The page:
These sister taquerias feature a sprawling menu full of traditional Mexican and some Salvadorian food. The original Guanajuato is easily recognizable from Thompson Street as a Springdale staple. There has been a taqueria in that location for 20 years, employee Marisa Carrillo said. It has been under its current ownership for eight years and is known for the authentic tacos and huge burritos, she said. The tortillas for their tacos are not made in-house, but certain items, such as the gorditas, are handmade, she said.
The second location was born to accommodate the large crowds that couldn’t fit into the first location’s cozy atmosphere. Employees at both locations said that the two menus are nearly identical, but the second has more room and a greater selection of alcoholic drinks, such as margaritas. One menu item at Guanajuato 2 that is not commonly seen in taquerias is the Quesadilla de Maiz, which is a quesadilla created from a corn flour base. Another is the tlacoyos, a toasted bed of masa topped with red or green salsa, cheese, sour cream, onion, and cactus or steak.
This taqueria is the farthest from the center of Springdale, while managing to be fewer than three miles from most of the taquerias, making this the most convenient destination for those coming into Springdale on Old Missouri Road. The menu features traditional items and does not have an overwhelming or complicated selection. Taqueria employee Luis Vargas pointed out the restaurant’s colorful bionico (fruit salad) on the menu and explained that they are particularly proud of the dish, which is filled with mango, strawberry, peach, banana, and raisins, and topped with sweet cream.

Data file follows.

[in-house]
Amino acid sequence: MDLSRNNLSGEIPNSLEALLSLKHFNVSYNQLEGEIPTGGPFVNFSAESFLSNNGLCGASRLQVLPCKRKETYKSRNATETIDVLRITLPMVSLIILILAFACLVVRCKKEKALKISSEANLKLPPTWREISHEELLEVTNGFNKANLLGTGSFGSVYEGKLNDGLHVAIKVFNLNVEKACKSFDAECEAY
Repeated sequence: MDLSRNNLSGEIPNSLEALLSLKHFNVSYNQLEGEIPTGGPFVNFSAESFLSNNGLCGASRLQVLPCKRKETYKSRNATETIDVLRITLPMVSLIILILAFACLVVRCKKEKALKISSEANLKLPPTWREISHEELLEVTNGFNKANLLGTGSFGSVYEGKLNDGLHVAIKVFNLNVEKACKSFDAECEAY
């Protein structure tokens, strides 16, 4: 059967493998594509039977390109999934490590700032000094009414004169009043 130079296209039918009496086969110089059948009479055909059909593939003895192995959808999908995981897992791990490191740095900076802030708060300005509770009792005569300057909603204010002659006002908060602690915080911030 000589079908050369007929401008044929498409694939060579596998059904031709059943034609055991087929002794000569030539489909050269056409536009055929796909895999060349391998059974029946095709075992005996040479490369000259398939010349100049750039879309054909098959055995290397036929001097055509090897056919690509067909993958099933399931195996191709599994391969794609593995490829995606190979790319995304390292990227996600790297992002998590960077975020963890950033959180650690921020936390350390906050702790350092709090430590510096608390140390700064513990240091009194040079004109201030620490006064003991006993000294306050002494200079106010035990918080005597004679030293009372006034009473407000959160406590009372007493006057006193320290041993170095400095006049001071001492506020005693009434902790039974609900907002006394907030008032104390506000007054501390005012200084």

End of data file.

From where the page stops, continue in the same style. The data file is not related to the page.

The large brick building with 3-foot-tall neon letters that read “TAQUERIA MEXICO” has been familiar to U.S. 71 travelers for more than 17 years. The easily accessible location offers speedy, clear-cut service with a drive-through, making it an ideal choice for those in a rush. Employee Naomi Calderon said that Taqueria Mexico’s tacos are the cheapest in town, at $1.29 each. For dine-in customers, they offer free refills on aqua frescas, a traditional fruity beverage that is typically pricier than refillable fountain drinks. Taqueria Mexico’s most popular items are their burritos and the aqua frescas.
Exploring the Springdale Taco Tour
1. Charly’s Taqueria
1830 S. Pleasant St., Suite F
Mon. to Thur. 8 a.m. to 10 p.m.
Fri. to Sun. 8 a.m. to 11 p.m.
2. Taqueria El Cunado
700-A S. Thompson St.
Mon. to Fri. 7 a.m. to 1 a.m.
Sat. 6 a.m. to Sun. a.m. (doesn’t close)
Sun. 12:01 a.m. to 1 a.m. (Mon.)
3. Taqueria El Rey
522 S. Holcomb St.
Mon. to Sun. 9 a.m. to midnight
4. Taqueria Guanajuato #1
103 N. Thompson St.
J Sun. to Thur. 7 a.m. to midnight
Fri. 7 a.m. to 2 a.m.
Sat. 7 a.m. to 4 a.m.
5. Taqueria Guanajuato #2
812N. Thompson St.
Mon. to Thur. 9 a.m. to 8:30 p.m.
Fri. to Sat. 9 a.m. to 10 p.m.
Sun. 9 a.m. to 9 p.m.
6. Taqueria Don Guero
332 E. Emma Ave.
Mon. to Sat. 10 a.m. to 9 p.m.
Sun. 11 a.m. to 5 p.m.
7. Alex’s Taqueria
2323 S. Old Missouri Road, Suite B2
Mon. to Sun. 9 a.m. to 10 p.m.
8. Taqueria Mexico
1205 S. Thompson St.
Sun. to Thur. 8 a.m. to 10:30 p.m.
Fri. 8 a.m. to 1:30 a.m. (Sat.)
Sat. 8 a.m. to 3:30 a.m. (Sun.)